I was having a conversation on Twitter, and… hm? Yes, Twitter’s one of those new-fangled thingies that nobody can really explain to you why you should be bothered with it. Yes, email works perfectly well, as do the telephone and the telegraph. This opinion piece isn’t about Twitter; it’s about why I think SEU is a wonderful, useful tool. Just like the telegraph.
I feel I must begin by saying that I don’t plan on convincing anyone to switch from SEU to Code/400, WDSC or RDi. I’m not even going to argue that SEU is bad. I made a very good living with SEU, but I have to say that my good living wasn’t because of SEU – it was despite it.
I had an eye-opening experience in the early 1980s with another green screen editor called XEDIT. XEDIT ran on mainframes like the IBM 3081 (it still might for all I know!) XEDIT isn’t all that different from SEU except for one thing: XEDIT can be scripted with macros using REXX. I’m willing to bet that this sounds like ‘I was having a conversation on Twitter.’ That’s because SEU never had a macro language, despite being written during the same time frame as XEDIT.
I spent a little time looking at IBM marketing material for RDi (no, IBM marketing is the subject of a different IMHO piece, not this one.) Well, maybe one dig: I don’t think the marketing people have advertised what appeals to an SEU user. With abject apologies to the dedicated IBMers who worked on making and advertising this list, I don’t think these are all that appealing:
- Colorized source
- See more lines
- Content assist
- Outline view
Frankly, the ability to see more lines is the best of that lot, but it wasn’t what drove me to Code/400 way back when it ran on OS/2. It was the ability to extend the editor through macros. Not coincidentally, REXX macros. For what it’s worth, neither WDSC nor RDi have a decent macro facility. So why do I use WDSC? It’s better than SEU in almost every aspect.
The only place WDSC doesn’t beat SEU hands-down is that WDSC runs on a PC and SEU runs on IBM i. I don’t worry about that today as much as I did when a big PC had 768k of RAM and it took minutes to open a source member. If I asked you to take some notes on this IMHO piece, you probably wouldn’t fire up SEU; you’d fire up some Notepad-equivalent on your PC. It’s not demeaning SEU to say that it’s not the best editor for every task, and it’s my opinion that the quality and stability of WDSC / RDi is such that they are noticeably better than SEU.
One of my favorite WDSC uses is to open the same RPG source member twice. Then I can work on a subprocedure PR and PI at the exact same time. No more scribbling line numbers or code fragments on scrap paper, although Alt-q will jump between two pieces of code, too.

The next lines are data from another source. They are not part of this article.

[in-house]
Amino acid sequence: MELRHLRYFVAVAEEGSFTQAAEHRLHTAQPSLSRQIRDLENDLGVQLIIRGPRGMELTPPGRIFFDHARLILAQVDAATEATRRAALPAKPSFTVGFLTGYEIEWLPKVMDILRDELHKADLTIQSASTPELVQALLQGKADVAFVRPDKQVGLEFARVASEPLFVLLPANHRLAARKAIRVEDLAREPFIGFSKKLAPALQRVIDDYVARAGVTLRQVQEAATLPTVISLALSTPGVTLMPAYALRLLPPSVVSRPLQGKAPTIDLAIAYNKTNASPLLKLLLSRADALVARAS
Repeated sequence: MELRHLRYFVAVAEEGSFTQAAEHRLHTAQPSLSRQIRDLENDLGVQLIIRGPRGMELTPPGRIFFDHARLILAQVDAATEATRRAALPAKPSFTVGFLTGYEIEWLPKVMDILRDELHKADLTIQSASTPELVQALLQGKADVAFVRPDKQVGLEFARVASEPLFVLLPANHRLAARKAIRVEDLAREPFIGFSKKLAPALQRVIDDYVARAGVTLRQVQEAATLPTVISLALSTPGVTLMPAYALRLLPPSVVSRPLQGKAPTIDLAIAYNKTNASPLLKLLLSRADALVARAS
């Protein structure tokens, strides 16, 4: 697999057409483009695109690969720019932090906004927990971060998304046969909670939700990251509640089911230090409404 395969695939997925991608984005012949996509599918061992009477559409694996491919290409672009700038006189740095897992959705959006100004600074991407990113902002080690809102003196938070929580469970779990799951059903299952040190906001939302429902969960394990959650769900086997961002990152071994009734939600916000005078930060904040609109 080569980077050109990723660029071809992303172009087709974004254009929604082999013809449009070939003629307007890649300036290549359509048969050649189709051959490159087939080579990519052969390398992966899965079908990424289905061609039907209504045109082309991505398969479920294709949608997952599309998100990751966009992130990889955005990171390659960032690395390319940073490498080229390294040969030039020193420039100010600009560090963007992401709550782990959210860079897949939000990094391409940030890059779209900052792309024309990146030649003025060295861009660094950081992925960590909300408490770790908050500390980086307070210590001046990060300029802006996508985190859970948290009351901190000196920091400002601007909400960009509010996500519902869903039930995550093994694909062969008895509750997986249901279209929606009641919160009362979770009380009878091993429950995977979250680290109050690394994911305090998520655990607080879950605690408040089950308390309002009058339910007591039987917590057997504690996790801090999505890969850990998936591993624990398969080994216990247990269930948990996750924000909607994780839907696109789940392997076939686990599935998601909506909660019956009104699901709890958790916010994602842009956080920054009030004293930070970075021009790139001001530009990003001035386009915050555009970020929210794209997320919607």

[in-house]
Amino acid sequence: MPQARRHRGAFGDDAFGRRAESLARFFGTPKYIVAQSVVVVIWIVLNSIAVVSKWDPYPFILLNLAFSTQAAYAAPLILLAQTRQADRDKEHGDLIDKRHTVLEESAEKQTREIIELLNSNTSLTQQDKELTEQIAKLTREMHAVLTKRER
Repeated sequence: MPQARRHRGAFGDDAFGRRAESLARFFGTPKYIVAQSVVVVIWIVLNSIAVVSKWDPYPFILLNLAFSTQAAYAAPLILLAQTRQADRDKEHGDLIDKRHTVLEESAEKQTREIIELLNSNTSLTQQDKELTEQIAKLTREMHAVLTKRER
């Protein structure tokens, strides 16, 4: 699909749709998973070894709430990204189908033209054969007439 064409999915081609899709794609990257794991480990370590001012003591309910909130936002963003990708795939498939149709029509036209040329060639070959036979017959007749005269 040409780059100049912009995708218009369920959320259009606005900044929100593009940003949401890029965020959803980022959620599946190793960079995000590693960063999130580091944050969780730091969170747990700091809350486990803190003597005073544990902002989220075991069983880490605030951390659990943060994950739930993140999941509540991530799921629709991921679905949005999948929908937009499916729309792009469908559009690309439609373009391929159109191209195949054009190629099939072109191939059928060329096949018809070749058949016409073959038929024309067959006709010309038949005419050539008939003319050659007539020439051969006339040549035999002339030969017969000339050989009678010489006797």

I think the killer application of WDSC has got to be the integrated debugger. If you never edit a line of code in WDSC, at least use the debugger. Truly a work of art; very easy to use. What else does WDSC do that SEU can’t? How about copy/paste a 30-line code fragment from email or the web? With SEU, it takes multiple steps because of the forced page break. In WDSC, paste as many lines as you like. Of course, there ARE more visible lines of code – I have 40 visible on mine right now. One thing I hardly ever hear IBM mention: Regular expression search. For instance, let’s say you want to find a subprocedure PI? With regular expressions, it’s easy!
ds*ProcedureNames*pi With SEU? Keep pressing F16… Something else that’s very, very nice: When you start work tomorrow, WDSC will re-open all the members you had open when you shut down last night. If there are 6 source members involved in your current project, you get to pick up where you left off.
To my knowledge, there’s nothing that SEU can do that WDSC cannot. There are several things WDSC can do that SEU is incapable of. Individually, they might not be very impressive, but taken together, the improvements that WDSC provides allows me to be less bothered by having to constrain my thoughts around the limitations of my editor. SEU is OK. WDSC is better.
That Twitter conversation? It was about a panel discussion on IBM i programmers doing Python, PHP and .NET development. It was me who noted that IBM i programmers would develop in PHP when SEU got a PHP prompter. WDSC, based on Eclipse, has prompters for PHP and Python.
I didn’t find out how good a PC editor was until I tried one. Lots of IBM i programmers won’t even try, and I think that’s a shame. In my humble opinion.
RPG has been my living since 1978, still writing for green screens after all these years. Still trying to keep up with technology.